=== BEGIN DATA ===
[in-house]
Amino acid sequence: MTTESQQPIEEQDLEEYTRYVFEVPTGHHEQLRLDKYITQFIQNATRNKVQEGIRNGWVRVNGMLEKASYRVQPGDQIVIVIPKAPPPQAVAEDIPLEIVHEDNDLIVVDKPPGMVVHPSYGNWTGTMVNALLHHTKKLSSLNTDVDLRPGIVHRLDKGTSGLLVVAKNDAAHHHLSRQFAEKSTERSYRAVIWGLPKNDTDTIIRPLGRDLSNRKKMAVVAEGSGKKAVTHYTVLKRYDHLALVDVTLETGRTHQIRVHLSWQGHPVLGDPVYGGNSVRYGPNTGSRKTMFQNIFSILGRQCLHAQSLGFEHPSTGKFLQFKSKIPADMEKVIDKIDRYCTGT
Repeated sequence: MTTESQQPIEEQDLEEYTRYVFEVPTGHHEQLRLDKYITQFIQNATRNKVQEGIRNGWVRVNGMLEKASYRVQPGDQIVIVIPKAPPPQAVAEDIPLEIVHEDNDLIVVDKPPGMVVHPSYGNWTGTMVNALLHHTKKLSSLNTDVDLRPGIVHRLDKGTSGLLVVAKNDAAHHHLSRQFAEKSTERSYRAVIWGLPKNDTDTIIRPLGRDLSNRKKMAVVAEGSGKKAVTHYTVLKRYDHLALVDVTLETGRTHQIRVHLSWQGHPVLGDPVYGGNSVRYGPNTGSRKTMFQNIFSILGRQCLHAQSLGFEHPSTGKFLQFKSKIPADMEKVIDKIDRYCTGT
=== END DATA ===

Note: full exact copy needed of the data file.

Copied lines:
[in-house]
Amino acid sequence: MTTESQQPIEEQDLEEYTRYVFEVPTGHHEQLRLDKYITQFIQNATRNKVQEGIRNGWVRVNGMLEKASYRVQPGDQIVIVIPKAPPPQAVAEDIPLEIVHEDNDLIVVDKPPGMVVHPSYGNWTGTMVNALLHHTKKLSSLNTDVDLRPGIVHRLDKGTSGLLVVAKNDAAHHHLSRQFAEKSTERSYRAVIWGLPKNDTDTIIRPLGRDLSNRKKMAVVAEGSGKKAVTHYTVLKRYDHLALVDVTLETGRTHQIRVHLSWQGHPVLGDPVYGGNSVRYGPNTGSRKTMFQNIFSILGRQCLHAQSLGFEHPSTGKFLQFKSKIPADMEKVIDKIDRYCTGT
Repeated sequence: MTTESQQPIEEQDLEEYTRYVFEVPTGHHEQLRLDKYITQFIQNATRNKVQEGIRNGWVRVNGMLEKASYRVQPGDQIVIVIPKAPPPQAVAEDIPLEIVHEDNDLIVVDKPPGMVVHPSYGNWTGTMVNALLHHTKKLSSLNTDVDLRPGIVHRLDKGTSGLLVVAKNDAAHHHLSRQFAEKSTERSYRAVIWGLPKNDTDTIIRPLGRDLSNRKKMAVVAEGSGKKAVTHYTVLKRYDHLALVDVTLETGRTHQIRVHLSWQGHPVLGDPVYGGNSVRYGPNTGSRKTMFQNIFSILGRQCLHAQSLGFEHPSTGKFLQFKSKIPADMEKVIDKIDRYCTGT